The lawyer for a former Fairfield man convicted of murdering his wife is arguing that her Facebook messages should not have been used as evidence at his trial.

Luc Tieman looks at the jury while giving his closing argument in his own trial in April for the murder of his wife, Valerie Tieman. Jurors in Somerset County Superior Court found him guilty, and he is now appealing. David Leaming/Morning Sentinel

A jury took less than an hour to find Luc Tieman guilty last year. His wife, 34-year-old Valerie Tieman, was shot twice in the head and neck in 2016. Investigators found her body buried behind her husband’s parents’ home in Fairfield. The items in the grave included a note that began “To my one and only Joy-Joy. Flower. Forever.” It included an apparent reference to Luc Tieman’s pet name “Luc-e the Bear” or “Luc-e Da Bear.”

Tieman, 35, has appealed his conviction to the Maine Supreme Judicial Court. Oral arguments took place Tuesday at the Cumberland County Courthouse in Portland. The majority of the debate centered on a series of Facebook messages between Valerie Tieman and a woman who told her that Luc Tieman was having an affair. The conversation included messages sent from Valerie Tieman’s Facebook account after her estimated time of death.

The prosecutor said Tuesday that she believes Luc Tieman sent the messages. However, his lawyer, Clifford Strike, said the state could not prove who wrote the messages and therefore the court should not have admitted them at trial.

“It goes exactly to the issue of, if not in this case, in future cases, what can we do, how do we know who’s at the typewriter?” Strike said. “We don’t.”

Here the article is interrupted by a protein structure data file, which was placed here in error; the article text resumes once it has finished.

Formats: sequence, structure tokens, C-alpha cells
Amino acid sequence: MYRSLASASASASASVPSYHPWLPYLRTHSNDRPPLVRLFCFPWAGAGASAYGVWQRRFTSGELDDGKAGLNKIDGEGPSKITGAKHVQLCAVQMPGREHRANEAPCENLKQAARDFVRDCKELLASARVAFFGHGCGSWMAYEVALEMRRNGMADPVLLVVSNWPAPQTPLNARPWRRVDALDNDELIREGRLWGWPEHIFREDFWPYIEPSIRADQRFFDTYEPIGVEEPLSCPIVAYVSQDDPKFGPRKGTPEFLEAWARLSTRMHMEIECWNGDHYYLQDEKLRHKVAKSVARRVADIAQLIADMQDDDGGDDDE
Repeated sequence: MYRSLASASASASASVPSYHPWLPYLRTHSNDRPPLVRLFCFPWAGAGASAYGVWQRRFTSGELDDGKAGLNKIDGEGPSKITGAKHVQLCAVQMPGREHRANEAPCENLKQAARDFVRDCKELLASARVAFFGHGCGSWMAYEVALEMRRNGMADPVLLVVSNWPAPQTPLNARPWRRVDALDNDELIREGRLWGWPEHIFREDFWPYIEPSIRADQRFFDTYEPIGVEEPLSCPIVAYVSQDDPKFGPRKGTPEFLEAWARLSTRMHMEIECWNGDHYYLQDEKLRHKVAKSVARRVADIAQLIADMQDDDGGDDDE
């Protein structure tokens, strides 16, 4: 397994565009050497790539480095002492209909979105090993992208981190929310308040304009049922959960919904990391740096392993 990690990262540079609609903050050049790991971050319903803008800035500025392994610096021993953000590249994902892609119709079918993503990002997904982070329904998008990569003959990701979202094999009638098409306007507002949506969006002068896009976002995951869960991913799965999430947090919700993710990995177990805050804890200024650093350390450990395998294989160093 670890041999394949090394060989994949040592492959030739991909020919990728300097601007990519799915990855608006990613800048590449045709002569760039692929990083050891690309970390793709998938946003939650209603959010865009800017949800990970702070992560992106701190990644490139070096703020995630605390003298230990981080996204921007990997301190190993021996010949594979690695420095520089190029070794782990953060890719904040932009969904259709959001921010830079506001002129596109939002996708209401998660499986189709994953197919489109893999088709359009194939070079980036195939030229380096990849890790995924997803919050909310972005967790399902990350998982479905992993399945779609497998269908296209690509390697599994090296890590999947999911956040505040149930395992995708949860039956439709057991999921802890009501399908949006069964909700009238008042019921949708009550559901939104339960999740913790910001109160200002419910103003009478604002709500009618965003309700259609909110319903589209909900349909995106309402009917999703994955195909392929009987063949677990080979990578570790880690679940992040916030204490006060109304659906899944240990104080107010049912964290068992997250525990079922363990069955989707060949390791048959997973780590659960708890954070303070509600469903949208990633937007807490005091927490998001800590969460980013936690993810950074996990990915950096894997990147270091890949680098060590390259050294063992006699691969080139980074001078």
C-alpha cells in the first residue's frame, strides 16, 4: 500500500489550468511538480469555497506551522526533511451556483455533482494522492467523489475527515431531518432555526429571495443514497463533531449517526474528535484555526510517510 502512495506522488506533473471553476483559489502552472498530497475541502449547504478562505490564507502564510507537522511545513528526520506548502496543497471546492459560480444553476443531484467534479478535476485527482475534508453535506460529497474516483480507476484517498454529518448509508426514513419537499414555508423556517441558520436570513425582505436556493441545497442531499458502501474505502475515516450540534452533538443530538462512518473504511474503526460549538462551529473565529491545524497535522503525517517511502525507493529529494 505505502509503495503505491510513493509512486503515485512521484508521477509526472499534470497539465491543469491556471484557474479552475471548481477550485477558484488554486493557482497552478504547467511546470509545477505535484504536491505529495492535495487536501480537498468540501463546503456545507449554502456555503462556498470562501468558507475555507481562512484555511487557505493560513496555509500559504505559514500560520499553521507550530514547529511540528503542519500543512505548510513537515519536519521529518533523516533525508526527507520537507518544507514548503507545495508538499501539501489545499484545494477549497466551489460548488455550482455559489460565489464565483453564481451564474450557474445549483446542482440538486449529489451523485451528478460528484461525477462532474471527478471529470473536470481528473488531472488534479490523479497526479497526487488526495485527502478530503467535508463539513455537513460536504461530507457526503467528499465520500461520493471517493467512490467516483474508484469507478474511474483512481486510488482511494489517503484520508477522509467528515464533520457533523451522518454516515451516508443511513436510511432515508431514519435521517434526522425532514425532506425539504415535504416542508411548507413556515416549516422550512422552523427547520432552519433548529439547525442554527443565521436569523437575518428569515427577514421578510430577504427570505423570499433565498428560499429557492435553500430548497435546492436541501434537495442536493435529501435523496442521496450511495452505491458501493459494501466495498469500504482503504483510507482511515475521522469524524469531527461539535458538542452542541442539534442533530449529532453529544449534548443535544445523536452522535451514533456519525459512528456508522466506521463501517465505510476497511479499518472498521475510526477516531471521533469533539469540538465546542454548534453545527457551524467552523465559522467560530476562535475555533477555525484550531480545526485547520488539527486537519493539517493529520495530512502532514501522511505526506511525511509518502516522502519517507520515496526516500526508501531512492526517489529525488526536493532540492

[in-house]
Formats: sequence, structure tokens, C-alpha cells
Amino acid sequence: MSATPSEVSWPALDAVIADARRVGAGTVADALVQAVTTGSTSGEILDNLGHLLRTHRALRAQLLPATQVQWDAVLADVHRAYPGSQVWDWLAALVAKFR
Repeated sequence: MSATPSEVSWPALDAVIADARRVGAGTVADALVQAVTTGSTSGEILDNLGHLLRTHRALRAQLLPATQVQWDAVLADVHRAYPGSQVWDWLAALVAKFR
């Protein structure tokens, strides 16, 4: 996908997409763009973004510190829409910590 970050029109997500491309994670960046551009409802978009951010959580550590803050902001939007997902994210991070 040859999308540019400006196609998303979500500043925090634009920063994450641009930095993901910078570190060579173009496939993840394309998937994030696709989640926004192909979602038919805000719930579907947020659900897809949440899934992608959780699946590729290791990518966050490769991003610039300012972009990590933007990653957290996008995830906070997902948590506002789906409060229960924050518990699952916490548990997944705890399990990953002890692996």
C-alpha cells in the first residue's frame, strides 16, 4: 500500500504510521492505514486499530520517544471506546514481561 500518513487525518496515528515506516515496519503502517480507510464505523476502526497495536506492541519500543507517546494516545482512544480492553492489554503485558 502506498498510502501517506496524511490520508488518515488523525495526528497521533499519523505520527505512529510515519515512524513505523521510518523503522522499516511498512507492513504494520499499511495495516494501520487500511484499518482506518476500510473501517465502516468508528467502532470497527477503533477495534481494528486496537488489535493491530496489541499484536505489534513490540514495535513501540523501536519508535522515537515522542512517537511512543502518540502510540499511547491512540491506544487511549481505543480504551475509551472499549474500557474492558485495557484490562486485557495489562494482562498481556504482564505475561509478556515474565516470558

But Assistant Attorney General Leanne Robbin said the messages were only a fraction of the evidence against Luc Tieman. She also noted the woman on the other end of the conversation testified at trial and verified the content of the messages.

“There was a mountain of evidence to demonstrate that Luc Tieman murdered his wife, Valerie, on the evening of Aug., 25, 2016,” Robbin said. “Luc Tieman takes issue on appeal with just one.” The justices asked Strike about the overwhelming case against his client.

“We’re talking about a very small piece of the evidence that was entered against Mr. Tieman,” Chief Justice Leigh Saufley said. “There was substantial evidence that he was involved in her death, not the least of which is a very specific note for her from him and a number of other items buried with her and his admission that he buried her. All of that evidence is much more substantial than a conversation about infidelity on a Facebook page. Why is that not entirely harmless error?”

Strike conceded that could be the case, but maintained the messages shouldn’t have been admitted as evidence.

“We don’t know what effect it may or may not have had on the jurors,” Strike said.

“We have testimony of Mr. Tieman that he buried his wife’s body and neglected to notice that she had gunshot wounds to her head and neck,” Associate Justice Ellen Gorman said. “I respectfully suggest that may have had more of an effect on the jurors than a Facebook message.”

Luc Tieman initially told police his wife had disappeared from his pickup truck outside Walmart, but later said she died of a drug overdose. He delivered his own closing arguments during his April trial in Somerset County.

“The state is accusing me of murdering my beautiful wife, Valerie Tieman, which I didn’t do,” Tieman told the jury. “It would have helped if they could show a motive.”

Tieman did not attend the hearing Tuesday. After the trial last April, Superior Court Justice Robert Mullen sentenced Luc Tieman to 55 years in prison. He is currently incarcerated at the Maine State Prison in Warren.

Megan Gray can be contacted at 791-6327 or at:

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